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Thursday, December 4, 2014 Home DecorHouseplantsWinter

Go Green This Holiday (and After)

Although not a true pine, this tropical tree has a classic Christmas-tree shape. The supple branches and soft needles can be festooned with lightweight garlands, strings of lights, and small ornaments. Best of all, this plant excels indoors so you can remove the holiday bling and enjoy its natural beauty long after the holidays are over.

Selecting a Norfolk Island Pine
Look for plants with bright green needles and no signs of yellowing or browning on the branches. Norfolk Island Pines are slow growing (indoors they may only grow two to three inches per year), so select a tree that fits your décor. Don’t skimp on a small tree, thinking it will grow fast enough to fill your room. Outdoors, in zones 10 to 11, Norfolk Island Pines can also be used in the landscape. These trees grow much faster outdoors and can reach heights of 200 feet so give them plenty of room.

How to Decorate Your Norfolk Island Pine
The well-branched plants are naturals for holiday décor. Use smaller plants as place card holders at your next party or plant a mini forest of Norfolk pines in a low container to create a woodsy centerpiece. A fully decorated tree also makes a welcome and long-lasting hostess gift.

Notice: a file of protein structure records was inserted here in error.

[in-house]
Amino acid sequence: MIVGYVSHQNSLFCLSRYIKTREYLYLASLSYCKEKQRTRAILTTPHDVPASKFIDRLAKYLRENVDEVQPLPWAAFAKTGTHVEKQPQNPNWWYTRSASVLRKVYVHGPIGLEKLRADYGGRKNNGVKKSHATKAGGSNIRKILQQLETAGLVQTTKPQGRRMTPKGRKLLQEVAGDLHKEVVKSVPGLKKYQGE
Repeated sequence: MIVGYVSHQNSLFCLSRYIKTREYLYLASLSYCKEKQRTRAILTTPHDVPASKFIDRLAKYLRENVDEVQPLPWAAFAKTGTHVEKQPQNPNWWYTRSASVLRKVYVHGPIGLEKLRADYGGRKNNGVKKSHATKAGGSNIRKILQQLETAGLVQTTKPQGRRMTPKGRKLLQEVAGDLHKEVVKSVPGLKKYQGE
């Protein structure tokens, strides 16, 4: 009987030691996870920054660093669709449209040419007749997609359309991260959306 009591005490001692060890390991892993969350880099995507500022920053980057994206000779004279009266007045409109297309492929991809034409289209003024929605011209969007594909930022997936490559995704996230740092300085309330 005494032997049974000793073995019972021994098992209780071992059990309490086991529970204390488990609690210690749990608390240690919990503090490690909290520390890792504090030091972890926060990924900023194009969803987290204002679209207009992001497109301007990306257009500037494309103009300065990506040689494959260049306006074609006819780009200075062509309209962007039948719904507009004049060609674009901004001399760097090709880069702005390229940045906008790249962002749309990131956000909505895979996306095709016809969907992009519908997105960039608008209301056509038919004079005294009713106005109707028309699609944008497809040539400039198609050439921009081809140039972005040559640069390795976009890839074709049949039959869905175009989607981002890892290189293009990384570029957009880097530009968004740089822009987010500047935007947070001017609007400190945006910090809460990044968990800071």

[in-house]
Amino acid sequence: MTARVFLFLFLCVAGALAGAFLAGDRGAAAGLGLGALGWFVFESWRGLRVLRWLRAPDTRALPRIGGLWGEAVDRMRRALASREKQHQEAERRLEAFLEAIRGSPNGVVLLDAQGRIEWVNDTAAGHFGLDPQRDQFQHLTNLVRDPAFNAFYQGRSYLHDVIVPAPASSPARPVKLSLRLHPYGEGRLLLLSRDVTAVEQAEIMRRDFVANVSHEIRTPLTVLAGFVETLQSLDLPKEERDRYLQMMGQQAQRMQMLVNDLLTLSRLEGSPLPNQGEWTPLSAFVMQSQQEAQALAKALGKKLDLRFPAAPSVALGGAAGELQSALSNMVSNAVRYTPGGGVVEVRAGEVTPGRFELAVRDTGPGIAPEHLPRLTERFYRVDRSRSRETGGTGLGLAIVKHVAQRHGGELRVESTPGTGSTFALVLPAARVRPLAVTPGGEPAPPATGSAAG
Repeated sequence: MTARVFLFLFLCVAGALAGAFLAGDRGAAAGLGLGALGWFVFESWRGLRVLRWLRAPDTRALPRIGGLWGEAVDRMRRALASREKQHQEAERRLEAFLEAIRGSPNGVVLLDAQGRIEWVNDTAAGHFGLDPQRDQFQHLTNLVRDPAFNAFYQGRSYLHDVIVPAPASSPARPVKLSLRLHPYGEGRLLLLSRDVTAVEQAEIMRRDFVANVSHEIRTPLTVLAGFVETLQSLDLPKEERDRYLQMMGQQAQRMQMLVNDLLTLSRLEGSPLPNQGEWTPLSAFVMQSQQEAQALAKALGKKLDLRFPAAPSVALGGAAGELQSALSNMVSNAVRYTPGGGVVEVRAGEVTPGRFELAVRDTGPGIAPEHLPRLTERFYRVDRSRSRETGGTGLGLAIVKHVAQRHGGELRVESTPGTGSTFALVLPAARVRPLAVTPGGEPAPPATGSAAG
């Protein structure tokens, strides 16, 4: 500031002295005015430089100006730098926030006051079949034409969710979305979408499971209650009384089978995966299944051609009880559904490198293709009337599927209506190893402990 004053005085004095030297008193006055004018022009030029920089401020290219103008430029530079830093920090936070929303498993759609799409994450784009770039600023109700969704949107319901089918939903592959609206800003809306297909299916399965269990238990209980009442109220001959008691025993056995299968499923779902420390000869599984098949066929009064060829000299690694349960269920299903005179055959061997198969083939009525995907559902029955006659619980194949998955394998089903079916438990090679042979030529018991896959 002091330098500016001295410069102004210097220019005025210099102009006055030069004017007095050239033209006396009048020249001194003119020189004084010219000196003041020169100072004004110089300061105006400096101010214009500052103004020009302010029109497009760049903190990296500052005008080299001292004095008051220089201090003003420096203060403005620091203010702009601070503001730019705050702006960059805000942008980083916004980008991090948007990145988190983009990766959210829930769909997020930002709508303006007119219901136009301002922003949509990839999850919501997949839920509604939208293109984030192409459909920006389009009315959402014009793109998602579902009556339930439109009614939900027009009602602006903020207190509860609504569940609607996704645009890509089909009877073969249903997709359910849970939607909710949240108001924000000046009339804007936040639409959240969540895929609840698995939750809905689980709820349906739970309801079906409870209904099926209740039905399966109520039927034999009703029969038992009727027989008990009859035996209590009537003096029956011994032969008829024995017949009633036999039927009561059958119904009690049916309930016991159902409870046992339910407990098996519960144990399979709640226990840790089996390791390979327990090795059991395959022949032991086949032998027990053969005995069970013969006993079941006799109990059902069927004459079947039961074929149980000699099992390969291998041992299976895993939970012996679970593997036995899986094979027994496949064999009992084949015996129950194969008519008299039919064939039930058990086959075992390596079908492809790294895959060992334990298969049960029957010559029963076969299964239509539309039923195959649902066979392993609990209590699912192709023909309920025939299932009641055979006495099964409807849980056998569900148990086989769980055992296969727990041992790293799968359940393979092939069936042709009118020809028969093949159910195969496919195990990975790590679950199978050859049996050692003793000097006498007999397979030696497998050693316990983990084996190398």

After the winter holidays, you can also deck it out for other holidays: pastel eggs for Easter, flags for Fourth of July, and ghosts and goblins for Halloween. Here are some guidelines for decorating a Norfolk Island Pine:

> Use lightweight ornaments that won’t weigh down branches.
> Choose LED lights that are cooler than standard lights.
> Don’t leave decorative lights on for extended periods of time
> Remove decorations as soon as possible after the holidays.
> Keep the plant well watered, especially if it’s lit frequently.
> Caring for Norfolk Island Pines

Native to the South Pacific island of Norfolk, these beautiful plants require bright light and high humidity. Indoors, this means that a regular misting with cool water will promote good humidity and healthier growth. Or, you can pop your tree into the bathtub once a week for a light, cool shower.

When the top inch of soil feels dry to the touch, water your plant until you see moisture running out of the drainage holes at the base of the pot. Discard any excess water and wait until the soil dries before watering again. If your plant starts to drop needles and/or turn yellow, it’s probably a sign that it needs to be watered or misted more often. With a little care and attention your Norfolk Island Pine will spread holiday cheer for years to come.

Written by:
Doug Jimerson

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